Using condition monitoring to forecast and diagnose problems

Careful condition monitoring by keeping track of any subtle changes in machines overtime can help avoid failures and costly downtime.

07/27/2017


One of the many factors in establishing an effective maintenance program is the ability to diagnose problems. Having the ability to fix those problems early is key before they become a larger issue. Having the proper maintenance techniques in place allows for the repair or replacement of equipment on your terms. You no longer have to wait for them to fail, this results in unexpected and costly downtime.

Condition monitoring

Image courtesy: Bob Vavra, CFE MediaOne maintenance method gaining popularity in recent years is condition monitoring. In reality, condition monitoring is nothing new. It is the process of monitoring a piece of equipment and determining if the condition is changing over time. Changes include an increase in temperature or vibration as well as a decrease in power or productivity. Even a slight change in the condition of the machine signifies potential problems.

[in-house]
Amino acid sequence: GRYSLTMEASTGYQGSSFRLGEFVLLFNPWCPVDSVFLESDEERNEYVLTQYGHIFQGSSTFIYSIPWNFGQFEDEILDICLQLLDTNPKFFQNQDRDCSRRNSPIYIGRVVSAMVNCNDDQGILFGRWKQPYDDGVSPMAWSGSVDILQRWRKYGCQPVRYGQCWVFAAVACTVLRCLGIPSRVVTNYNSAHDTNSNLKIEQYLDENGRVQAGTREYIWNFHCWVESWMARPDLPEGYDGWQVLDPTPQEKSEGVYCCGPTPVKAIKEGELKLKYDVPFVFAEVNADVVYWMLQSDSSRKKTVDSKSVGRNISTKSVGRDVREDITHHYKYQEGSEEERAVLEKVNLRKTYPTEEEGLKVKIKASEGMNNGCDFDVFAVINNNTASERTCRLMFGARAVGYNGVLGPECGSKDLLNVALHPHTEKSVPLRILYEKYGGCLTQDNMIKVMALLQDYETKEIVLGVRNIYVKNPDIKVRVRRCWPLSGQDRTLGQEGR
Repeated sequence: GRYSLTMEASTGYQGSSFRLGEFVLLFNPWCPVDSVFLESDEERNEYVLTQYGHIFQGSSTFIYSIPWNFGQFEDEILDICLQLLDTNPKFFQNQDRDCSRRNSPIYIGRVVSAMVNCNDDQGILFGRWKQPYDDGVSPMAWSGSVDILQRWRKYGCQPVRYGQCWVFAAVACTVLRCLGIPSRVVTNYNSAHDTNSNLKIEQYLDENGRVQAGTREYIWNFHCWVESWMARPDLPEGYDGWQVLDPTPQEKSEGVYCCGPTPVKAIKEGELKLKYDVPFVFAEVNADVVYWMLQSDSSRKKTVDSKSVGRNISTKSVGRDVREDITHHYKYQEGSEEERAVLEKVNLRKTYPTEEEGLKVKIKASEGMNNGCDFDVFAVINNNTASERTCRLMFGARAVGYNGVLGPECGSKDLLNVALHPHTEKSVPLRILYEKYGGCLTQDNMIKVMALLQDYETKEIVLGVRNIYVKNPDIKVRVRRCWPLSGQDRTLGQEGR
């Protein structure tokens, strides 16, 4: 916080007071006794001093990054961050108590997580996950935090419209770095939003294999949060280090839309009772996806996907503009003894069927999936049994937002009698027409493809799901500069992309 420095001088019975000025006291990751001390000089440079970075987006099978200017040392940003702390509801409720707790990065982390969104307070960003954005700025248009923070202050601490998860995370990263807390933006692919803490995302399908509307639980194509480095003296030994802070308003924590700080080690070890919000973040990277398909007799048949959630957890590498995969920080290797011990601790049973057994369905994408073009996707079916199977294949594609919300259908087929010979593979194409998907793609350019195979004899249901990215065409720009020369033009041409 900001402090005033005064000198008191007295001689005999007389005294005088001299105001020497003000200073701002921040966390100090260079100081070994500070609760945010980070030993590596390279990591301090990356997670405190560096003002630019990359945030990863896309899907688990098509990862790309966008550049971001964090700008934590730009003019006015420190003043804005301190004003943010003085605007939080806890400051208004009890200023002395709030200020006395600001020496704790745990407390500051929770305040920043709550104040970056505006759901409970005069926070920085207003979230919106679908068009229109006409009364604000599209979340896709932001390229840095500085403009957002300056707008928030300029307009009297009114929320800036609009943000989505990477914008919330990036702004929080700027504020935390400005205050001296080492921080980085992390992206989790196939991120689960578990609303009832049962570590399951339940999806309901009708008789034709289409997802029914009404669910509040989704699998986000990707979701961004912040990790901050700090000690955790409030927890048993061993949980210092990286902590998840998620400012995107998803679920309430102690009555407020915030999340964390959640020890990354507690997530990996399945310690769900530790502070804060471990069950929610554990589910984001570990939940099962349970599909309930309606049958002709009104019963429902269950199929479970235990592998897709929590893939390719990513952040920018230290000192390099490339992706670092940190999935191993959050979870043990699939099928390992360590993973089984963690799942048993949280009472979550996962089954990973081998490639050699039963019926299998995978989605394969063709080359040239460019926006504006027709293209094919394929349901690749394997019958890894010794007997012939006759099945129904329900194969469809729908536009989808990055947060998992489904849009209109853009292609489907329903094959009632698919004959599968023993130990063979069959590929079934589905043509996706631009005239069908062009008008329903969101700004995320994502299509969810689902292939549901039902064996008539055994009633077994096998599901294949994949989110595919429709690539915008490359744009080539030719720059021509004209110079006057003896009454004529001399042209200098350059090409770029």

An important factor to consider when using condition monitoring is that it is not a sole tool to use. It is a potent tool in detecting and diagnosing problems within the machinery. It is also a method of last resort. Once problems are discovered with equipment, it may already be too late.

One piece of the toolbox

Using other preventative maintenance techniques helps rule out problems before they become detectable. Those different types of maintenance techniques include infrared and ultrasound technology.

Write down information about the condition of the equipment. Don't expect the equipment operator to recognize changes. Changes in the equipment's operation might be gradual and undetectable. Comparing notes over time goes a long way in helping detect problems.

Another important factor is routine maintenance. Maintaining the equipment on a regular schedule helps to delay issues. Lubrication and regular cleaning are some everyday tasks that work with an established condition monitoring program. Using a combination of these tools may be part of the preventative maintenance program, but it also is good operating procedures.

Finally, it is important to get the operators on board with the program. They need to voice their concerns and opinions about the equipment they are operating. Provide regular instruction and a means of communication that works for everyone involved.

A plant must be run efficiently with data and schedule maintenance strategies to avoid failures and costly downtime.

David Manney is marketing administrator at L&S Electric. This article originally appeared on Watt's New, the official blog of L&S Electric. L&S Electric is a CFE Media content partner. Edited by Carly Marchal, content specialist, CFE Media, cmarchal@cfemedia.com.  



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